Perhaps these two styles evolved separately as a result of audience preference. It’s just as likely, however, that the split arose because it was simply too difficult to meet both goals simultaneously. While a western RPG like Skyrim gives you myriad options for how to spend your time between story quests, there’s no guarantee that your particular Dovahkiin’s obsession with, say, thievery will have any bearing on the main plot. On the other hand, Final Fantasy XV might deliver an epic, cinematic climax that carefully incorporates all of your character’s exploits, but you aren’t likely to find your playthrough all that different from someone else’s.
It’s a rare game indeed — only the best entries in the Mass Effect series and maybe The Witcher 3 come to mind — that can successfully combine both the broad freedom of choice of a western RPG with the emotional catharsis of an eastern RPG. Even then there are limitations on how far down the rabbit hole one can go. At least until Westworld becomes a reality, tabletop RPGs remain the leaders in providing open worlds to explore while still ensuring that meticulously designed narrative elements and even the most outlandish player choices work in harmony.
Perhaps the most important contribution D&D has made – not just to RPGs but to the entire video game industry – is the concept of character progression. In creating his Blackmoor campaign for the Chainmail “fantasy supplement” ruleset, Dave Arneson pioneered a number of innovations that he and Gary Gygax would use as the basis for Dungeons & Dragons. Perhaps Blackmoor’s greatest contributions were the concepts of experience points and character levels. Almost by accident, Arneson touched on one of the most addictive qualities of role-playing games, one that has come to be a core mechanic of nearly every genre of video game.
For some tabletop players, the rewards unlocked by leveling up a character can be more gratifying than the broader story and gameplay. The same is sometimes true in video games. The massive scope of Fallout 4 is impressive and its conclusion is more or less satisfying, yet one of its most compelling aspects is the simple thrill of unlocking new abilities in the S.P.E.C.I.A.L. system. Games like World of Warcraft place such a heavy focus on character advancement that players often feel the need to grind their way to the level cap before the “real fun” even starts.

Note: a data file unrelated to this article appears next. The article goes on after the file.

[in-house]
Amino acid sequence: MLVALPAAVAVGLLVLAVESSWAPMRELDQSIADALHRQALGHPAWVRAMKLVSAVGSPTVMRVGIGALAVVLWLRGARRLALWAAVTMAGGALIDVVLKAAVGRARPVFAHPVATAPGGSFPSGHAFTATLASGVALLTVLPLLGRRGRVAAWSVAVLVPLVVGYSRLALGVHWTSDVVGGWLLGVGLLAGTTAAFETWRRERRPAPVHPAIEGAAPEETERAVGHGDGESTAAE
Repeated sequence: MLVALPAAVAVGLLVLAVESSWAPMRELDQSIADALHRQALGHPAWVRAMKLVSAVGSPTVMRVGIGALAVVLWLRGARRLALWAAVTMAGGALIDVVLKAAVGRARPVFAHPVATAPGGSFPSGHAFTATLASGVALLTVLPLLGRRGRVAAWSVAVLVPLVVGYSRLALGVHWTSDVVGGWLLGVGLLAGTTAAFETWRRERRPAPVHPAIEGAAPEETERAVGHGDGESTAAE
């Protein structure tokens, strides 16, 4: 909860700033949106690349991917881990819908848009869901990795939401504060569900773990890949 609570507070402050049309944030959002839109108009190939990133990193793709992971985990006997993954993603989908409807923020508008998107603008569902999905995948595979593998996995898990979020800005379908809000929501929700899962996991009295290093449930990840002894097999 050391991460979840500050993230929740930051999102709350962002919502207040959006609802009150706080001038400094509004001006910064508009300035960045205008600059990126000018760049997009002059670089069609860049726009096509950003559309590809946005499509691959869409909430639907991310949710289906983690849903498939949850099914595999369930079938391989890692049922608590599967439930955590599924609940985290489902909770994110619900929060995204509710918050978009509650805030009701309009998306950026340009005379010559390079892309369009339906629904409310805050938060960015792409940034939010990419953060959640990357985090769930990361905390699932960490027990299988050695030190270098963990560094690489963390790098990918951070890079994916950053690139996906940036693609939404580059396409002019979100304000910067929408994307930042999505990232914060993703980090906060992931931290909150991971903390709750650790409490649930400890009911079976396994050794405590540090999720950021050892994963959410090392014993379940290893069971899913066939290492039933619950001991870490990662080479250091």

Leveling and character progression now exist to some degree in almost every video game. While you may not “Level Up” in a game like Dead Space, you do earn the ability to upgrade Isaac’s weapons and armor, essentially unlocking new attacks and defenses. This is very similar to the skill point progression system in Cyberpunk 2020, which doesn’t have levels at all. Instead, as you progress you get to enhance your character with new equipment, body modifications, and training.
Earned abilities and upgrades are tangible, immediate evidence of character growth in the game world that create a positive feedback loop. They both reward the player’s efforts and allow them to progress further, thereby attaining even greater rewards. Unlockables are so ingrained in all genres of gaming today that it’s easy to forget they’re the direct descendants of rudimentary progression systems from early RPGs like 1987’s Dungeon Master. And, of course, those games were themselves attempting to replicate the excitement of leveling up found in their tabletop progenitors. By the late 80s the roster of tabletop RPGs had expanded beyond D&D to include a huge variety of new games like Runequest, Metamorphosis Alpha, and Call of Cthulhu, each with their own spin on character progression.
Like the historical wargames it grew out of, the first Dungeons & Dragons combat system was (along with most early TRPGs) slow and tedious to resolve. It required detailed knowledge of the rules, as well as a significant amount of arithmetic to determine whether an attack would hit, and how much damage was dealt if it did. This wonkish devotion to complex combat continued for decades across the entire industry. Though D&D combat has gotten much more intuitive — especially with the advent of Fifth Edition — it hardly seems like the sort of thing that would lend itself to high-intensity video games. When IGN spoke to Mike Pondsmith, the creator of the Cyberpunk RPG, about his work on CD Projekt Red’s Cyberpunk 2077, he explained that there were “things that were easy to describe in pen and paper that would be amazingly difficult to do in [a video game].”